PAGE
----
Kiff Vanden Heuvel '92I have a general communications degree, but I always said I had dual emphasis in film/tv and theatre. I don’t know if this is notated anywhere other than in the margins of my old notes. That however is exactly how I’ve lived my life and made my living since graduating, a health balance between tv/film (and radio) and theatre.
Since graduating, I got started in the film production business in the fall ’93, thanks to Quentin Schultze and Ken Wales, who held a slot open for me on the set of “Christy”, an hour long dramatic series for CBS, based on the beloved Catherine Marshall novel. I worked for two seasons on the show before it wrapped in Tennessee as an office production assistant and utility sound on set. This invaluable experience built on what I had learned at Calvin. It was working on Christy and watching one actor in particular, Randall Batinkoff (who played David Grantland), and getting to know him that re-kindled my love and desire to also perform.
After the show wrapped, I got my first agent, thanks to some recommendations from the local day players on Christy, and booked a commercial for GMC and a couple industrials. I was also cast as Heck Tate in “To Kill A Mockingbird” at the Bijou Theatre in Knoxville.
I became a multi-media producer/director and I performed in the theatre productions at BGSU, where I got to play Biff in “Death of a Salesman” and sing/perform the voice of Audry II in “Little Shop of Horrors”. I began my voiceover career in Toledo, OH in 1999 and have been working steadily in that arena since.
My friends and fellow Calvin grads Mark Evan Jackson and Mary Jane Pories were teaching and performing at Second City in Detroit. I started taking classes, was cast, and eventually in 2001, joined the Main Stage cast in Detroit for 3 sketch comedy reviews. During that time, I donated a kidney to my father, I became a member of the Screen Actors Guild, AFTRA and Equity, and was cast in Billy Crystal’s HBO film “*61”. I gave up my “straight job” as a multi-media producer, and went freelance. I’ve been a freelance artist ever since.
Since we moved to Chicago in 2006, I continue to pursue writing, acting, directing for theatre, you name it. I am currently directing a Touring Company for the Second City Chicago, teaching at the Second City Training Center, and auditioning frequently for TV, film, video games, industrials, commercials, live events, and theatre. My “dual” emphasis really paid off.
My wife in also an accomplished actress and our daughter is closing in on her 2’s, so she’s acting up.
Theatre has influenced my life most noticeably in the way that it’s never left me. From Calvin to… next week Monday, I still am auditioning and trying to work in front of a live audience. As a further update, I was actually cast in the role I auditioned for at the Goodman Theatre! The show is called "The Crowd You're In With" and rehearsals run from the 21st of April, 2009 until we open on June 21st, 2009. Very exciting!
I performed the role of Mitch in Calvin’s 1990 production “Streetcar” with Jeanne Leep, and there was a moment in that play that heavily affected the trajectory of my life in the theatre. It’s the scene where Mitch and Blanche are having this sweet, awkward date. Mitch says, “My weight isn’t a very interesting subject to talk about. (beat) What’s yours?” It’s such an honest little moment, and I loved playing that scene every night, looking for that fat juicy laugh that lay at the end of that line. Since then, I’ve been fascinated by the nature of comic moments in particular, trying to create them through improvisation and then re-create them time and again.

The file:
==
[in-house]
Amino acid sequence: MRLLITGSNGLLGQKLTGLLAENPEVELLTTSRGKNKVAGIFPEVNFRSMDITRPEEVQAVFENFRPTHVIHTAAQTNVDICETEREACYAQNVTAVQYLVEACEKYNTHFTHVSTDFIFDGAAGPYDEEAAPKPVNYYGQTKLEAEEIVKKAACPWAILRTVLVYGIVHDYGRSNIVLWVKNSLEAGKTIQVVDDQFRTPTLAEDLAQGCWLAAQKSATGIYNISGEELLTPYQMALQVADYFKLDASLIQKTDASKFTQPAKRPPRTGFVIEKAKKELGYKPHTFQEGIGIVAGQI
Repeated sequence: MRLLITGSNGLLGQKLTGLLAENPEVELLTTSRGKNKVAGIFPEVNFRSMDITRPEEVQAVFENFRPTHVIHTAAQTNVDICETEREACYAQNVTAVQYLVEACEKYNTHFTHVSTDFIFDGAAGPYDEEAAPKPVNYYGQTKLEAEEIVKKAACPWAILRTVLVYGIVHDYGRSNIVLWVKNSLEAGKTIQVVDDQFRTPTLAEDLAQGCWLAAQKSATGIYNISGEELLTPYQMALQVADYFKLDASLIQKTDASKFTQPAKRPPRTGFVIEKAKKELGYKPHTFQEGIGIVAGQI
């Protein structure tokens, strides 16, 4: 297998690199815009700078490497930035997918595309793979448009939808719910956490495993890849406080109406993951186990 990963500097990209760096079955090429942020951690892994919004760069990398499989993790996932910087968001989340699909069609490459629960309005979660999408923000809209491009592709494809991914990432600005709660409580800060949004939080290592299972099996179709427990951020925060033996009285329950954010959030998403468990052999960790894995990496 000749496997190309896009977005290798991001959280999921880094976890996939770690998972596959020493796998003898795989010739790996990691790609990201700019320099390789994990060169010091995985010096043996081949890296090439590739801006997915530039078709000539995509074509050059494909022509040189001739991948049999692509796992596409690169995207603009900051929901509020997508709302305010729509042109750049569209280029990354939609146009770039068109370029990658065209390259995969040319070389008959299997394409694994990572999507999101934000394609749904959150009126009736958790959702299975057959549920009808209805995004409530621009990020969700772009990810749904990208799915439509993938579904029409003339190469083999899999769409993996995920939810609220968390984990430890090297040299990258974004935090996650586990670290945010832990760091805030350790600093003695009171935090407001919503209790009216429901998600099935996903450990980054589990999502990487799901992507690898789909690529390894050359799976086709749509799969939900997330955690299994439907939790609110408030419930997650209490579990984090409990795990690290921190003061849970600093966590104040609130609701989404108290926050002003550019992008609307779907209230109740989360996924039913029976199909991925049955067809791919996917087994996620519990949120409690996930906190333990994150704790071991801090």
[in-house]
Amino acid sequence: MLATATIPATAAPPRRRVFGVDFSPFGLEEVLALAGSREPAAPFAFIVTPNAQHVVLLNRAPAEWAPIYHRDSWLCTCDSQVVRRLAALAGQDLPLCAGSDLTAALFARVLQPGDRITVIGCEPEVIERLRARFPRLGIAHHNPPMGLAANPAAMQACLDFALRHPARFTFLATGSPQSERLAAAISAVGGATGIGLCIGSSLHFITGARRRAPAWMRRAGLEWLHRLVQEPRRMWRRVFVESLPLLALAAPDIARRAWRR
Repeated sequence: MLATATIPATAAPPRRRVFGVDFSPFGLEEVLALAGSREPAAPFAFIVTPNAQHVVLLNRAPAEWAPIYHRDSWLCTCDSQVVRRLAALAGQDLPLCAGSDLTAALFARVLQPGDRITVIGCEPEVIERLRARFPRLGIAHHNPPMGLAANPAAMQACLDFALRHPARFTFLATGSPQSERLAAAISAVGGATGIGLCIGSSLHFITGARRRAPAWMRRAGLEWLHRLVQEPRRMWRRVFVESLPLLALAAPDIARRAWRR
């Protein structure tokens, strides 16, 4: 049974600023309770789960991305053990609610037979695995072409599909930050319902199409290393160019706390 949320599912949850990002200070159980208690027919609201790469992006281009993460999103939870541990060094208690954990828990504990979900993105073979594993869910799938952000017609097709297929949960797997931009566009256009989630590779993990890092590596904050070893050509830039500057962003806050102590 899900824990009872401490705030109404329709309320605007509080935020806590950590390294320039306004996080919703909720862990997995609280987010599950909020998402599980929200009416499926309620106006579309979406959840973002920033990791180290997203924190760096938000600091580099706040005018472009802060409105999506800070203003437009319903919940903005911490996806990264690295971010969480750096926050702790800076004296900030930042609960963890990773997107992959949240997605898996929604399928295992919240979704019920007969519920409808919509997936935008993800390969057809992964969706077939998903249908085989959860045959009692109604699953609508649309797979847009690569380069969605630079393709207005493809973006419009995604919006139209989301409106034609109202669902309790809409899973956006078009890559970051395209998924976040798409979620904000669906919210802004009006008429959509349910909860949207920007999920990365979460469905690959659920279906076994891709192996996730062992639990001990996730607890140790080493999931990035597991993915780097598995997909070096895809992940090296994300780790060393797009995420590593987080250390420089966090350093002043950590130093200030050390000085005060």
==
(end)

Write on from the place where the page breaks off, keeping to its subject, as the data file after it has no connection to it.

Dr. Patricia (Blom) VandenBerg told us to look for the love, “play the love”, rather than “playing the hate” in our scene work. It’s so much more interesting. That has helped me immensely not only in theatre but also in life. I feel that we are called by Christ to live that way, and I find it interesting that a simple direction for a scene could have such long reaching impact and implication, even now.
Some of my favorite random moments in Calvin College theatre:
- Throwing balls of energy back and forth with Kerry VanderGriend and Dave Groen in the lower Gezon Lobby to warm up before a show.
- Doing improv workshops with Debbie Kirby. I think those workshops may have lead to River City Improv somehow. Ask Jeanne or Tracy, but I’m pretty sure they did. Still love playing Rewind.
- Smoking SO MUCH during Street Car Named Desire. You could never do that now. Felt like Mad Men. It was terrible for us, but I felt so grown up and professional. Horrible. One of my favorite memories.
- Bringing in a TERRIBLE draft of a ridiculous one act to David Leugs, and he worked with me over the course of a semester to make it stage-able and funny. It underwent 20 some odd drafts. That was when I learned to become a writer.
- Screwing up an entire first act of sound cues for Mass Appeal at tech and getting cussed out by Korf, then fixing it completely by the second act run through 15 minutes later. Nothing like stepping up to the plate and hitting a line drive for Jim Korf.
- Getting to know Bill Romanowski. I’m currently the national voice of Advance Auto Parts, and the voice I’m doing is my impression of Bill, with a hint of Lewis Black.
- The BatCave, Smorg, Abstract Man, and…
- Ervina Bouve. I still think often about our intro to theatre class. She showed us Waiting for Godot with Burgess Mededith and Zero Mostel. She gave me the only “A” I got in any Theatre class at Calvin. I’m pretty sure didn’t earn it. I felt like I was in the Theatre mafia. And…
- Lionel Basney. Cast me in Caucasian Chalk Circle my freshman year. Introduced me to Brecht. Amazing man with an amazing voice. Fellow Alum Chris DeJong always said that when he spoke it sounded like the sound was coming from beneath the earth. Miss you, LB. Sorry for the lousy papers. I could have done better.